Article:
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Effective Altruism Newsletter

April 6, 2017

EA Newsletter header

Hi there,

How was your April 1st?

If you’re looking for further amusement, Giving What We Can is sponsoring a new board game, Students for High-Impact Charity is expanding to target preschoolers and various researchers show that it’s not only implausible for machines to exceed human size, but also impossible.

Happy reading!

The Team

Articles and Community Posts

Have you ever wondered what the world’s most pressing problems are? 80,000 Hours has, and after 8 years of research, they have some answers!

If reading that made you want to roll up your sleeves, Richard Blatty from the Good Technology Project compiled a list of lists of concrete projects for EAs to adopt.

Those in a more reflective mood will value Schubert and Garfinkel’s article on the implications of hard-to-reverse decisions for option value, and what this means for EA as a movement.

They might also enjoy this elucidation and defence of effective altruism, which engages with critics and identifies areas for improvement.

Bill Gates is betting on chickens as a means of lifting people out of poverty. Chicago University based economist Chris Blattman says “Nope, try just giving cash instead.”

On a lighter note, readers may enjoy Simon Armstell’s new BBC mockumentary Carnage, set in an all-vegan 2067.


Updates from EA Organizations

80,000 Hours
80,000 Hours held their annual research retreat, considering questions like how much causes differ in impact and how to apply supply-demand analysis to the impact of different jobs. They will be releasing new research over the coming months.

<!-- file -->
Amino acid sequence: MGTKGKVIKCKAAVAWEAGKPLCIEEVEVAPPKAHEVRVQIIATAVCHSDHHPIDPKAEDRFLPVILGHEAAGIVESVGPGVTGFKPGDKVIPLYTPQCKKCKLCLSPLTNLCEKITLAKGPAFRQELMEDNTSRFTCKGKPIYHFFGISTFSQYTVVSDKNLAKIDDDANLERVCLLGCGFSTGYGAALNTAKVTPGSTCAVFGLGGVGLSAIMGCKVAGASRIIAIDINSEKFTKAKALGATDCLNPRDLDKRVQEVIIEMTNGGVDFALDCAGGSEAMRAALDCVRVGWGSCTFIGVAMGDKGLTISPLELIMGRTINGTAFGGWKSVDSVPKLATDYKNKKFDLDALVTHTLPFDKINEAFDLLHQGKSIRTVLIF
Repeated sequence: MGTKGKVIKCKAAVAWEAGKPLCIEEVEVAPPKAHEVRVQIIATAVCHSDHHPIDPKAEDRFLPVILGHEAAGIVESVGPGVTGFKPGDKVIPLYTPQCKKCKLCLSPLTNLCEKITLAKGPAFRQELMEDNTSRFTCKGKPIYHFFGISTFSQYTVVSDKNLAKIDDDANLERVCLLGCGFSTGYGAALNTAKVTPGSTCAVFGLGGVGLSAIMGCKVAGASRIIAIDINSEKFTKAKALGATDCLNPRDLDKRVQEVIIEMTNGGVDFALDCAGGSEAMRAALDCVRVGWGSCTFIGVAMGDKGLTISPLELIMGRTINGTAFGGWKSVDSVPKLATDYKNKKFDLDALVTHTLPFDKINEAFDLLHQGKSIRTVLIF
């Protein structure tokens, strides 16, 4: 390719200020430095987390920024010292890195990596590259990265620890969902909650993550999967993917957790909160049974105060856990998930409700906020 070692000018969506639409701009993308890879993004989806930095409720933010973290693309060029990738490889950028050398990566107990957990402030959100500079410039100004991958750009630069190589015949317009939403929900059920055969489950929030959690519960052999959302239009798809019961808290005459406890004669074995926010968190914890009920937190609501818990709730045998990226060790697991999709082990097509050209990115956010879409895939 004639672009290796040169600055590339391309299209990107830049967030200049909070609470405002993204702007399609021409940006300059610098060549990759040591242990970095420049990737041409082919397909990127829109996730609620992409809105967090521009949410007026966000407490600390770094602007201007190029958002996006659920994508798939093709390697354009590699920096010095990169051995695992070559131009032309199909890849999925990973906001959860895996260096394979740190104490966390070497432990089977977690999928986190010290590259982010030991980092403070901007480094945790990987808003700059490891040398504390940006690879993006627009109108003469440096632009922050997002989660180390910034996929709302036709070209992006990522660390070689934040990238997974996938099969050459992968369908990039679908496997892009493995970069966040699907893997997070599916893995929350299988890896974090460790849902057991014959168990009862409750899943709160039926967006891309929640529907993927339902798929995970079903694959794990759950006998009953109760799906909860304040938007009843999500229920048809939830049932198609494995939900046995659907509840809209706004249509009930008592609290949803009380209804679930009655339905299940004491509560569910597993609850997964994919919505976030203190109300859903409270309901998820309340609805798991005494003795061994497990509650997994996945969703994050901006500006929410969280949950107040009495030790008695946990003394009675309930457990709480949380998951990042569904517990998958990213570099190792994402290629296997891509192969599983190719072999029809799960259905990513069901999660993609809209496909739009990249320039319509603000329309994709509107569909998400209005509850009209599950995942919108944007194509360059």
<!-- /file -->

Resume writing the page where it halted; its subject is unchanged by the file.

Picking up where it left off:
Animal Charity Evaluators
ACE has published a new post on how the behavior of major funders impacts their recommendation decisions. They have also published a guest blog post by Adam Shriver on how advocates can leverage political conventions to create impact for animals.

Centre for Effective Altruism
CEA has completed their time at Y Combinator and in the five weeks since its launch, EA Funds has processed nearly $500,000 in donations. They have also shared their guiding principles, which a number of other organisations and individuals support.

Centre for the Study of Existential Risk
CSER held two workshops on biological risks: Eighth Review Conference of the Biological Weapons Convention: Where Next? and Developing a Research Agenda and Methodologies for Extreme Bio-Risks.

Future of Humanity Institute
FHI released its quarterly research update and received a grant of roughly £1.7m from the Open Philanthropy Project. Nick Bostrom’s paper on Openness in AI Development was published in Global Policy. Their April Fool on Supersized Machines became one of PhilPaper’s most downloaded papers within two days.

GiveWell published the first three parts of their annual review: Part 1, Part 2, and Part 3. They also described their decision on how to grant funds that were donated to be granted at GiveWell's discretion and what that means for donors.